Todorov’s Theory:

1. Equilibrium – Donnie Darko living a typical middle class teen life

2. Disruption – aircraft engine lands on his house but he survives thanks to Frank, a giant rabbit

3. Recognition – he realises that he has no chance against Frank’s manipulation and he must complete his tasks

4. Attempt – tries to send the engine back in the future, but triggers the death of people around him

5. Enhanced equilibrium – Donnie accepts his faith, and in the last minutes before “the end” he returns to his bedroom, where he is killed by the aircraft engine.

The hero, Donnie Darko, passes through all the 5 stages enumerated by Todorov. He finds himself in a normal situation, as a student (equilibrium), when a jet engine from the future crashes into Donnie’s house and triggers a parallel world (disruption). He gets away with the help of Frank, a man costumed as a giant rabbit, who will tell Donnie, the world will end in 28 days, guide him into a position where he will have to send the engine back through time, closing the parallel time frame (recognition). Tries to complete all the tasks Frank told him to, which will lead to some people’s death (attempt), and in the end, he sees no other way to repair the future than to sacrifice himself, for the sake of his girlfriend and mother to live, and the real world to never end. He manages to send the engine in time, which on the 1st of october (the time resets) crashes “again” on Donnie Darko’s bedroom, this time, him being inside (enhanced equilibrium).


As a Web-based I have chosen an advertisement:

Bridgestone Commercial

Propp’s Theory:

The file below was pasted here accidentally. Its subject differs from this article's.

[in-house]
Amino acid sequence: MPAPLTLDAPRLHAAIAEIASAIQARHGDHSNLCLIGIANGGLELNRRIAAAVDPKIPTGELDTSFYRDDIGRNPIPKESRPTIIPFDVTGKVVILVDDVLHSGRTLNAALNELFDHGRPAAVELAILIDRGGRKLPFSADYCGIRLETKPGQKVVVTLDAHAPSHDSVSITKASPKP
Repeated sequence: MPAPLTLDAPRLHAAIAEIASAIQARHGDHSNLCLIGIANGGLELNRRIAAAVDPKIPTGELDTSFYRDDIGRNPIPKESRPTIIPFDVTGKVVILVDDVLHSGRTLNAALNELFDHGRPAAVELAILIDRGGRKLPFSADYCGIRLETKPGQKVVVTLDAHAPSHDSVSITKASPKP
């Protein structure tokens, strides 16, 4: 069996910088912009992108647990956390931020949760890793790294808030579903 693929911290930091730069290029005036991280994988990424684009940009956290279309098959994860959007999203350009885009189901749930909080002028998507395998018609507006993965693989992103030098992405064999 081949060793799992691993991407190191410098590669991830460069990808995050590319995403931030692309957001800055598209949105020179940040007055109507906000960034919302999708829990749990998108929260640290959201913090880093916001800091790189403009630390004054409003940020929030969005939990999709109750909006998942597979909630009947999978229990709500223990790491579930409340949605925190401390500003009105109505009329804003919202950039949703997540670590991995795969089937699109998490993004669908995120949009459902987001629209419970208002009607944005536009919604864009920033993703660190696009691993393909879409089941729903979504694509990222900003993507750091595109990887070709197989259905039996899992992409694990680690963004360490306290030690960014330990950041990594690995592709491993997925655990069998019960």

1. Hero: the driver

2. Dispatcher: Bridgestone (it made the “magic” car possible)

3. Villain: N/A

4. The false hero: N/A

5. Donors: N/A

6. Helper: N/A

7. Princess: squirrel AND women screaming in the car

8. Father: N/A

I think that categorizing the rest of the animals, according to Propp is difficult, they not being important participants in the action. I would tag them as “audience”. Another dilemma was that of the princess, because the real character that needs rescued is the squirrel, but also the woman sitting in the car, who needs to be assured that everything is fine.

Advertisements usually not include all of Propp’s 8 characters, only a few basic ones, such as the hero, princess and dispatcher (my case). The audience will understand what role each character has, and it can identify them easier, if we were to compare it with a movie, for example, where we have more roles, and the complexity can be confusing.

Todorov’s Theory:

1. Equilibrium –  a squirrel running after a nut, in the middle of the street

2. Disruption –a car coming her way

3. Recognition – Screamings that alert the danger, the driver realises what can happen

4. Attempt – The driver avoids hitting her

5. Enhanced equilibrium – driver continues his journey, the squirrel goes back into the woods

It seems that we can find in the ad, the 5 stages Todorov mentions in his theory, starting with an equilibrium -“the quiet before the storm”, the disruption that triggers the action, also having a happy ending =enhanced equilibrium.

All in all, I discovered that not every media object produces, is based entirely on Propp’s or Todorov’s theories, some having borrowing only the main ideas, while others are entirely constructed upon them. Movies and books are the most likely to have their features, while TV and Web-based ones tend to move away from them.

Roxi 🙂